Nadiya Hussain: The Great British Bake Off winner reveals racial abuse
The Great British Bake Off winner Nadiya Hussain has said racial abuse is part of her life - and has been "for years".
She revealed she has received abuse after "massive things happen" in the news, from 11 September 2001 onwards.
"I've had things thrown at me and [been] pushed and shoved," she said.
Speaking on BBC Radio 4's Desert Island Discs, she said: "I feel like that's just become a part of my life now. I expect it. Absolutely I expect it."
Nadiya, 31, continued: "I expect to be shoved or pushed or verbally abused because that happens. It's been happening for years."
Asked by host Kirsty Young how she reacted, she said she did not retaliate.
'Be the better person'
"I feel like there's a dignity in silence, and I think if I retaliate to negativity with negativity, then we've evened out," she said.
"And I don't need to even that out because if somebody's being negative, I need to be the better person.
"Because I've got young children, the one thing I don't want my kids to do is have a negative attitude to living in the UK because, yes, there are those negative people, but they are the minority."
She added: "I love being British and I love living here and this is my home and it always will be.
"Regardless of all the other things that define me, this is my home. And I want my kids to be proud of that, and I don't want my kids to grow up with a chip on their shoulder.
"So I live as positively as I can and all those things that do happen to me, hey, it happens but it happens to other people too and we deal with it."
Fifteen million people watched Nadiya triumph on the BBC One baking show last October, and by January she had been named by Debrett's as one of the 500 most influential people in the UK.
"I was slightly shocked by that but felt really, really proud," she said of her inclusion on the Debrett's list.
"I've spent most of my adult existence trying to raise good children and just being a good role model for them, and it's suddenly become so much more than that.
"I feel like if I continue to be a good role model for my kids, that's what's really important because I feel like that will resonate with everyone."
Nadiya said she was aware of the impact her Bake Off appearance and victory had on some viewers.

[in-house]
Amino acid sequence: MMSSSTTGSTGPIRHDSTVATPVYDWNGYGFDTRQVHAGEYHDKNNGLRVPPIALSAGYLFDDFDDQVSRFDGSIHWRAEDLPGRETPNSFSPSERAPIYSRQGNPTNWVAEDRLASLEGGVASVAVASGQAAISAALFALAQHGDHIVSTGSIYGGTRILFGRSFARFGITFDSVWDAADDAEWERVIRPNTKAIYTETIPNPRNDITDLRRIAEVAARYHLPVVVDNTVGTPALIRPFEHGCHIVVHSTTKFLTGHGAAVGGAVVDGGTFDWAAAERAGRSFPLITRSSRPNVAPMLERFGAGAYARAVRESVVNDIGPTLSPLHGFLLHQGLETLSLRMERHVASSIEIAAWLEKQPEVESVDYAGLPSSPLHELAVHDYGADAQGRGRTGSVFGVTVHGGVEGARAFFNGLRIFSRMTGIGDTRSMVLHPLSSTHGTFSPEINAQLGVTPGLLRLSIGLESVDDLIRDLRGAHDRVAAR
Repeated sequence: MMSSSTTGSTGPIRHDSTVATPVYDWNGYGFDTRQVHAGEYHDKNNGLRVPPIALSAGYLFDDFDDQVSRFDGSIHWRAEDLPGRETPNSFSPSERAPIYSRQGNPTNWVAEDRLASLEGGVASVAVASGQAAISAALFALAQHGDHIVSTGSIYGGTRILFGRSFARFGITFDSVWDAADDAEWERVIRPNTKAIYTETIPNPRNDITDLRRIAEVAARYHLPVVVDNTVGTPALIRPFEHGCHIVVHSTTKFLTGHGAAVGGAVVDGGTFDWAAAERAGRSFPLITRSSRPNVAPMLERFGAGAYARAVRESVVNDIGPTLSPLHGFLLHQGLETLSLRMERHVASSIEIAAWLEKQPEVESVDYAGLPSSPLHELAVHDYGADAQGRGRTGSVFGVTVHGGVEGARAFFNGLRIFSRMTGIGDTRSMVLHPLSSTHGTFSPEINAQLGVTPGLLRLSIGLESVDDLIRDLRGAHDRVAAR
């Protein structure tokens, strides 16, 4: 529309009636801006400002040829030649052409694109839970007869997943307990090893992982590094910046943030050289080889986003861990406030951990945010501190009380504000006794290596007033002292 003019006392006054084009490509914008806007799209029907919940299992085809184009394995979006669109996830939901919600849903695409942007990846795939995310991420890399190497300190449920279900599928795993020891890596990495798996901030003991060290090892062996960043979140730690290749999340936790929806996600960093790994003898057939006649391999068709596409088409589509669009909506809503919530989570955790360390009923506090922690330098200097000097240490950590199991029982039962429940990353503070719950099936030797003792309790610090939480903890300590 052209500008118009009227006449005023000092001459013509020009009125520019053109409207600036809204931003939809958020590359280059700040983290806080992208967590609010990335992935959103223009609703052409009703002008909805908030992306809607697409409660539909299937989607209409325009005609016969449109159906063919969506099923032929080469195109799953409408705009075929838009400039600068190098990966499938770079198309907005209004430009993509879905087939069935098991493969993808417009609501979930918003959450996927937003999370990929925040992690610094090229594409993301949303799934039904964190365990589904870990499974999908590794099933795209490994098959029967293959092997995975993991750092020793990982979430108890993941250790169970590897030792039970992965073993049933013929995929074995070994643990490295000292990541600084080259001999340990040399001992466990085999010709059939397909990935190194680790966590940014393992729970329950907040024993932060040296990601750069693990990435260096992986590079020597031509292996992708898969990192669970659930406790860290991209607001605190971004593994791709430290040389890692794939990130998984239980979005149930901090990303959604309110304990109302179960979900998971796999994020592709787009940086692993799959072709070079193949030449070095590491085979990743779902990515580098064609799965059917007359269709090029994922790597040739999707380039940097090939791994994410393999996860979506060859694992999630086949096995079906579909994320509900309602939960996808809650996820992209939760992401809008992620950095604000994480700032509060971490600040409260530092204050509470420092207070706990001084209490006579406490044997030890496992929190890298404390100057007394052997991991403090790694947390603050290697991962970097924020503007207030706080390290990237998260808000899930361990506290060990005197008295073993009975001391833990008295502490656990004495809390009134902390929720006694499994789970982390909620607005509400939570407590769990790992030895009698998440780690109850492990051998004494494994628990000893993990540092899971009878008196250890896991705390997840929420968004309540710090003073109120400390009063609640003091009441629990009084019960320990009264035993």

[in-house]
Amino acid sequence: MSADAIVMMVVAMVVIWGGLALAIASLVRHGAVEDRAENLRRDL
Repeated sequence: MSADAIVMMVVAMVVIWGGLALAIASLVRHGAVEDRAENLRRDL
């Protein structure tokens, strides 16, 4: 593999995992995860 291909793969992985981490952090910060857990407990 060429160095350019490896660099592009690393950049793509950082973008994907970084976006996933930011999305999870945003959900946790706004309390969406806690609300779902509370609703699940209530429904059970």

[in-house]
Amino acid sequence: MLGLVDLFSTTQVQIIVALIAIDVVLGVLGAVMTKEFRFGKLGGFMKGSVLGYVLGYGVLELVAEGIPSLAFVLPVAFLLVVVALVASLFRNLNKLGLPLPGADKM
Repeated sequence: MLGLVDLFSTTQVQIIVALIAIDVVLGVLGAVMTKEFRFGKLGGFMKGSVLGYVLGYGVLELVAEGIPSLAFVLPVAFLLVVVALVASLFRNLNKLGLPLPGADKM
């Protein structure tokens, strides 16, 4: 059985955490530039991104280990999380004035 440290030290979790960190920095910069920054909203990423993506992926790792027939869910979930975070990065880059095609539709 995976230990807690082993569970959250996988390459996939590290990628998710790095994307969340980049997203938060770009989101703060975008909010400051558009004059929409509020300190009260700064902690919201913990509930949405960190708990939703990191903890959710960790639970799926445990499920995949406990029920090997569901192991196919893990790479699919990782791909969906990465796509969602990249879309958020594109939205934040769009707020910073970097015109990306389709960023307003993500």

At the end of the contest's finale, she declared: "I'm never going to put boundaries on myself ever again. I'm never going to say I can't do it. I'm never going to say 'maybe'. I'm never going to say 'I don't think I can'. I can and I will."
Speaking on Desert Island Discs, she reflected: "I remember watching that final back and looking around and everyone around me was blubbering - my family, everyone that was watching it with me, they were all crying.
"I know when I said those words why I said them. And I remember the following day I went out and I met a lady - and I'll never forget it.
"This lady was with her child, maybe eight or nine months old, and said 'I watched your final and I had been scared to leave the house because I've had my baby and I've been really afraid to leave with the baby, and I watched the final and I've finally left with the baby and this is the first thing I've done outside of the house without anybody.'
"So for me I'd realised what had happened at that point, and ever since coming off Bake Off, everybody seems to talk about that last bit, and how they felt the same emotions or in some way related to those words."
Her Desert Island Discs choices ranged from Janet Jackson and Luther Vandross's The Best Things In Life Are Free to Pachelbel's Canon In D Major. Her chosen luxury item was Marmite.
Desert Island Discs featuring Nadiya Hussain is on BBC Radio 4 at 11:15 BST and will then be available online.